DOCUMENT: Click here to read the full bill

In addition to the provisions of the bill seeking to repeal the bathroom-related portions of Charlotte’s non discrimination ordinance, the bill also addresses several workplace issues.

The second part of the bill is referred to as the Wage and Hour Act. Under the act, local governments would be prohibited from setting their own local minimum wage.

The next section of the bill seeks to declare that the regulation of discriminatory practices in employment is an issue of statewide concern and, as such, must be left to the General Assembly.

Finally, the last section of the bill is referred to as the Equal Access to Public Accommodations Act, which places issues of public accommodation in the jurisdiction of the General Assembly.

So in addition to killing Charlotte’s anti-discrimination law, with this stupid bigoted bathroom bill, the NC GOP is looking to undo all local anti-discrimination, minimum wage, labor protection and equal physical access laws. because smaller, more responsive government, right?

Which just proves again that Republicans don’t care about government that works, they care about government that punishes those people whenever possible so that they become somebody else’s problem.  The best part?  It’s a combination of “bathroom bill”, home rule elimination, and “workplace protection” bill all rolled into one steaming pile of toxic GOP diarrhea.

By the way, the bill passed the NC General Assembly overwhelmingly, 83-24, the NC Senate 32-0 (as all NC Senate Democrats walked out) and GOP Gov. Pat McCrory signed this travesty into law last night.  Total time on this legislation from start to finish: about 10 hours.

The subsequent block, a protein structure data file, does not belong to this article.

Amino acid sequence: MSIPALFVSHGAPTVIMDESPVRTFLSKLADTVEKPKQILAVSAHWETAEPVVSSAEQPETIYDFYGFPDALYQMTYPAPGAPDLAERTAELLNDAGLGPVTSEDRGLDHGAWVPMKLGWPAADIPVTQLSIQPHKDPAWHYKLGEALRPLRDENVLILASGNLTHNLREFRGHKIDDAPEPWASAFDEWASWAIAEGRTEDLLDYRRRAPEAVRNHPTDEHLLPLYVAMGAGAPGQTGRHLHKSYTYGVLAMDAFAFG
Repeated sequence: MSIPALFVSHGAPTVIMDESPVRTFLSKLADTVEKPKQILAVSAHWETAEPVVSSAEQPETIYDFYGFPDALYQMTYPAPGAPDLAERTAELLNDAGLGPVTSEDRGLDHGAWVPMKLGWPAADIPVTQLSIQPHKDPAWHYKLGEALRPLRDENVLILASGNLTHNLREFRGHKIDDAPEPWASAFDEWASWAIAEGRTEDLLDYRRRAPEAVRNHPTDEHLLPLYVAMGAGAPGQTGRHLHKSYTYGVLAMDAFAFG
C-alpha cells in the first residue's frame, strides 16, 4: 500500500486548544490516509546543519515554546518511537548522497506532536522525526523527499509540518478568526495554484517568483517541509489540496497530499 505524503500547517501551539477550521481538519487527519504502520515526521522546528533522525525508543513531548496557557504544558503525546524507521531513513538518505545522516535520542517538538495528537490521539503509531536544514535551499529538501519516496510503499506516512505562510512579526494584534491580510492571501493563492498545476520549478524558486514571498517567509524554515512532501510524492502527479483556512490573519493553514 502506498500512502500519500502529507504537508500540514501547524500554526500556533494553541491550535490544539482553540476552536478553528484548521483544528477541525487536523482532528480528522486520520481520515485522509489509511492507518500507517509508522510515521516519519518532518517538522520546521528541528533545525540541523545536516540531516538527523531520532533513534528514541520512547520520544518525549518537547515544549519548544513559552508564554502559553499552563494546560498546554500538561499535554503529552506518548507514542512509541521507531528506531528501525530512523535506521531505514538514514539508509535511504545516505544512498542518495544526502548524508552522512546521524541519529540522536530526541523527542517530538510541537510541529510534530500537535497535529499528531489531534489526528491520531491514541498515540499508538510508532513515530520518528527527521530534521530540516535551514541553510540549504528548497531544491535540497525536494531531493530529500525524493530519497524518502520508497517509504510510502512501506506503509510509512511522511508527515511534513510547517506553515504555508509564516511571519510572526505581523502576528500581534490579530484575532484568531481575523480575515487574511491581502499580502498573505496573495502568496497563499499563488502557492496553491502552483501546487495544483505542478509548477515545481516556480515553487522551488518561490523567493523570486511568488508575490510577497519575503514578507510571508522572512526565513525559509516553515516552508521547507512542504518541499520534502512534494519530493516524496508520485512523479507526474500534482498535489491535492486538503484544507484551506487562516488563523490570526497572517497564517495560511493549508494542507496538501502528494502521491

They had this ready to go, in order to steamroll any opposition to it and to prevent the kind of boycott backlash from building that Georgia is facing now over similar legislation.  Blindside the opposition and dare them to react.

It’ll be up to the courts now to get the ball rolling on this.

One big hurdle, which reportedly killed South Dakota’s bathroom bill: Banning trans students from using the school bathroom that comports to their gender identity could violate federal law, particularly Title IX. The Justice Department and Department of Education interpret the law not just to ban sex discrimination in federally funded schools, but also ban anti-trans discrimination. So by passing an anti-trans bathroom law, North Carolina could risk big federal funds for public schools.

And my home state is well on its way to a complete disaster.

Open Thread: Ted Cruz Is A Nasty Piece of Work

It’s written all over his face, according to a neurologist quoted in NYMag:

… Cytowic, who declares himself “not a Democrat,” argues that Cruz’s face sends subtle facial cues that go against what he’s saying, which complicates the very thing we are trained to do from birth: figure people out…